The Day of the Lord Will Come

This is now the second letter that I am writing to you, beloved. In both of them gI am stirring up your sincere mind by way of reminder, hthat you should remember the predictions of ithe holy prophets and the commandment of the Lord and Savior through your apostles, knowing this first of all, that scoffers will come jin the last days with scoffing, kfollowing their own sinful desires. lThey will say, “Where is the promise of mhis coming? For ever since the fathers fell asleep, all things are continuing as they were from the beginning of creation.” For they deliberately overlook this fact, that the heavens existed long ago, and the earth nwas formed out of water and through water oby the word of God, and that by means of these the world that then existed pwas deluged with water and qperished. But by the same word rthe heavens and earth that now exist are stored up for fire, being kept until the day of judgment and sdestruction of the ungodly.
But do not overlook this one fact, beloved, that with the Lord one day is as a thousand years, and ta thousand years as one day. uThe Lord is not slow to fulfill his promise vas some count slowness, but wis patient toward you,1 xnot wishing that any should perish, but ythat all should reach repentance. 10 But zthe day of the Lord will come like a thief, and then athe heavens will pass away with a roar, and bthe heavenly bodies2 will be burned up and dissolved, and the earth and the works that are done on it will be exposed.3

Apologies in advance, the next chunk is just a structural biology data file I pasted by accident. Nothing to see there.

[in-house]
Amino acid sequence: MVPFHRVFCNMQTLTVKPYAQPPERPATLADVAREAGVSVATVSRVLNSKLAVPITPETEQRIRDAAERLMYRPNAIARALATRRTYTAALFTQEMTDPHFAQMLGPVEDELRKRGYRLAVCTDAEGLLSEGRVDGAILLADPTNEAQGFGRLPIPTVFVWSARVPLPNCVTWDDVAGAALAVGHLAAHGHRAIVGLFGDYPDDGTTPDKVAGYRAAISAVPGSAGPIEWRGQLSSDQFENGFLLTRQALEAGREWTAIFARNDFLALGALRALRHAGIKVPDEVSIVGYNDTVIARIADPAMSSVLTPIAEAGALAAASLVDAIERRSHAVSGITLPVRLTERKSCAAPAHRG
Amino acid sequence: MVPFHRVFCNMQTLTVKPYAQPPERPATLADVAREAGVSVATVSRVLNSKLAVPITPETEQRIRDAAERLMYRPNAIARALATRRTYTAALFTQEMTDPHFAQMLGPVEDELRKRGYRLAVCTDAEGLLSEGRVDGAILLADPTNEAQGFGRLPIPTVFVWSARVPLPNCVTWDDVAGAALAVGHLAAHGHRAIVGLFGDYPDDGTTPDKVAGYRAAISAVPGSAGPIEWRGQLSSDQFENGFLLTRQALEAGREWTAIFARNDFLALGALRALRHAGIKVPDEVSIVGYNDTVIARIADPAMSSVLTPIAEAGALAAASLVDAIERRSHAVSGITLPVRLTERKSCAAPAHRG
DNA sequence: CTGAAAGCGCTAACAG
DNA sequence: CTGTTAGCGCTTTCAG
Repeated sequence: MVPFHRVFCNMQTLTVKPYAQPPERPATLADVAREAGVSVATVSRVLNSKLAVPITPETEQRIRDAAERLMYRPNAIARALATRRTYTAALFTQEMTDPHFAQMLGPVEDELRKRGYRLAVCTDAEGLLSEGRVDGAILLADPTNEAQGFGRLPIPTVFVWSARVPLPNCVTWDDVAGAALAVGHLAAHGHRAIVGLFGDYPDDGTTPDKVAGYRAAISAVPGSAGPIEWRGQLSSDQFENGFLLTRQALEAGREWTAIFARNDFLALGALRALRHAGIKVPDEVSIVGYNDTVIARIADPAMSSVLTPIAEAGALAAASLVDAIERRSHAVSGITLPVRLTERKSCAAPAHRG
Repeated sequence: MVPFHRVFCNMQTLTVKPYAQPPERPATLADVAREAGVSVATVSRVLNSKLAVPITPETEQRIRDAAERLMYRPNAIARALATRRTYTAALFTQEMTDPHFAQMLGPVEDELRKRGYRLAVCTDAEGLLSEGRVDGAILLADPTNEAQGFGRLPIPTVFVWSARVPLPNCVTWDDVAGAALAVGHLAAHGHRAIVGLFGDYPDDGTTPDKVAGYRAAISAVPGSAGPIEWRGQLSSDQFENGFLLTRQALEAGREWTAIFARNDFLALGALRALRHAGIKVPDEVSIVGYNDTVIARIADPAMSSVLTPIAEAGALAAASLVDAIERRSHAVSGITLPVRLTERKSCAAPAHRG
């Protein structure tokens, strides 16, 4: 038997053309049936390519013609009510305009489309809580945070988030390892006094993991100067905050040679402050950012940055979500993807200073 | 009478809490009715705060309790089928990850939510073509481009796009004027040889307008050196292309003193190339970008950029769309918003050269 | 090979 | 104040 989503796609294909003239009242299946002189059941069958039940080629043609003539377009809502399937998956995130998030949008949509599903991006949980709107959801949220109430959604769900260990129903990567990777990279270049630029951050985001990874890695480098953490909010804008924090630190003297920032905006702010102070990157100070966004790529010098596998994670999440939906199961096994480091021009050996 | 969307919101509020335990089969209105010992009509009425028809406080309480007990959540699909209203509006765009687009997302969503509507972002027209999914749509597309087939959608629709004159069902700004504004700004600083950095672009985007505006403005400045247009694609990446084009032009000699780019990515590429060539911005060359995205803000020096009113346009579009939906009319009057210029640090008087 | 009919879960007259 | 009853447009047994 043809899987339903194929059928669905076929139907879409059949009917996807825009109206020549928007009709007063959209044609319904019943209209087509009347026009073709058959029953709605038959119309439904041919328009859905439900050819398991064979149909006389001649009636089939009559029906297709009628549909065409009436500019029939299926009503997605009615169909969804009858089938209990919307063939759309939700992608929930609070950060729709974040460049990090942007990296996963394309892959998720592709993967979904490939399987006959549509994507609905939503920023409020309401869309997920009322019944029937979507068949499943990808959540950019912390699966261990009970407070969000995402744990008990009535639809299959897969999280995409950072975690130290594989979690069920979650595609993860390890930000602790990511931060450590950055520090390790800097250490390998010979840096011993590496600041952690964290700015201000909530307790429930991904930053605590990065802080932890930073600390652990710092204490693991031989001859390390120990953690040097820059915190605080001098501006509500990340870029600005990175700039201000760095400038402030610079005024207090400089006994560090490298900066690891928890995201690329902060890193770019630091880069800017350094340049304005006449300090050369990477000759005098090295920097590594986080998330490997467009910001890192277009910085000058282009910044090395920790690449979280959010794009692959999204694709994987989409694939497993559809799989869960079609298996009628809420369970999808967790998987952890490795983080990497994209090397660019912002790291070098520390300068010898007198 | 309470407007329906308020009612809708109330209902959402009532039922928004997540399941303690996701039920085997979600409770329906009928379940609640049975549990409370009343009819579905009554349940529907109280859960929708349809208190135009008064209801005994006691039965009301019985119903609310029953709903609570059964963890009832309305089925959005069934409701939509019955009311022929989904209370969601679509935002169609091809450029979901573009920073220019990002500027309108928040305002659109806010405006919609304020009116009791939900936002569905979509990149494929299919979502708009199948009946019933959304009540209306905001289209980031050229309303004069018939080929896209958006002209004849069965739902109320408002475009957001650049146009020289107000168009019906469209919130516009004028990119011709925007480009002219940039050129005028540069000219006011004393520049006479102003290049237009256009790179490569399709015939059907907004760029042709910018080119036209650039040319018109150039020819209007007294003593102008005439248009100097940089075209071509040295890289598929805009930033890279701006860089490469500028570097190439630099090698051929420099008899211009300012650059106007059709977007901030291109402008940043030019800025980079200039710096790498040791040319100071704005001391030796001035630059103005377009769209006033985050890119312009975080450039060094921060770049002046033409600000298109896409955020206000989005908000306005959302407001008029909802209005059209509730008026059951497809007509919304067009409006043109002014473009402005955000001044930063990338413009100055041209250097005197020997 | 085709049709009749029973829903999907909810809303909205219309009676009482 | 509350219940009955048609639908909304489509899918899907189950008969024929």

11 Since all these things are thus to be dissolved, cwhat sort of people ought you to be in lives of holiness and godliness, 12 dwaiting for and hastening the coming of the day of God, because of which the heavens will be set on fire and dissolved, and ethe heavenly bodies will melt as they burn! 13 But according to his promise we are waiting for fnew heavens and a new earth gin which righteousness dwells.

Which duty of vigilance and preparation today's Gospel passage once again underlines (Luke 12:35-44):

You Must Be Ready

35 a“Stay dressed for action1 and bkeep your lamps burning, 36 and be like men who are cwaiting for their master to come home from the wedding feast, so that they may open the door to him at once when he comes and  d knocks. 37 eBlessed are those servants2 whom the master finds eawake when he comes. Truly, I say to you, fhe will dress himself for service and ghave them recline at table, and he will come and serve them. 38 If he comes in the second watch, or in the third, and finds them awake, blessed are those servants! 39 hBut know this, that if the master of the house had known at what hour ithe thief was coming, he3 would not have left his house to be broken into. 40 You also must be jready, for kthe Son of Man is coming at an hour you do not expect.”